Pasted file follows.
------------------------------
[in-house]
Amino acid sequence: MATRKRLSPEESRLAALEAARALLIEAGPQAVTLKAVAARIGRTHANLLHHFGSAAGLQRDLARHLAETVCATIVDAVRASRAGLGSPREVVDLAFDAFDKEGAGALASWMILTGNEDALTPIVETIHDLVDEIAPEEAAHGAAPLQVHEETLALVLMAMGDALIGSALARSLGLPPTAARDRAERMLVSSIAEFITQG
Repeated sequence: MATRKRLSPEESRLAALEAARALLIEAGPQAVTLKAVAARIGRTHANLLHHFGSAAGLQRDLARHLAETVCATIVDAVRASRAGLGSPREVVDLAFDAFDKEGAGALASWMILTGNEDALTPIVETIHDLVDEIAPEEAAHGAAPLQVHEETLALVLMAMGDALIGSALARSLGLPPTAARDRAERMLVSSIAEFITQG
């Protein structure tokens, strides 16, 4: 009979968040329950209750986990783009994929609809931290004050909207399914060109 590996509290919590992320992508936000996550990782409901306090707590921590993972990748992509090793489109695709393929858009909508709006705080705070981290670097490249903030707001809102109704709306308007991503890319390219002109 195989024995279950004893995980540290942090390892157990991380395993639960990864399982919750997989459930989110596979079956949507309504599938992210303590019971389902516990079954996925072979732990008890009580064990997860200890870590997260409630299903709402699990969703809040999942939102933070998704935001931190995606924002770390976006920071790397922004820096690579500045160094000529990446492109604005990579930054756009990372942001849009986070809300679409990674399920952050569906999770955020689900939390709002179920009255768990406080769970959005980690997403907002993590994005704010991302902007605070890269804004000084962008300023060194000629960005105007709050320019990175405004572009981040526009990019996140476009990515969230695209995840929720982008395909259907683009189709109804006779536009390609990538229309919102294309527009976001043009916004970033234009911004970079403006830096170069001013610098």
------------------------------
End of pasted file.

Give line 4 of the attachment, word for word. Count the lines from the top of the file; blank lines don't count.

């Protein structure tokens, strides 16, 4: 009979968040329950209750986990783009994929609809931290004050909207399914060109 590996509290919590992320992508936000996550990782409901306090707590921590993972990748992509090793489109695709393929858009909508709006705080705070981290670097490249903030707001809102109704709306308007991503890319390219002109 195989024995279950004893995980540290942090390892157990991380395993639960990864399982919750997989459930989110596979079956949507309504599938992210303590019971389902516990079954996925072979732990008890009580064990997860200890870590997260409630299903709402699990969703809040999942939102933070998704935001931190995606924002770390976006920071790397922004820096690579500045160094000529990446492109604005990579930054756009990372942001849009986070809300679409990674399920952050569906999770955020689900939390709002179920009255768990406080769970959005980690997403907002993590994005704010991302902007605070890269804004000084962008300023060194000629960005105007709050320019990175405004572009981040526009990019996140476009990515969230695209995840929720982008395909259907683009189709109804006779536009390609990538229309919102294309527009976001043009916004970033234009911004970079403006830096170069001013610098």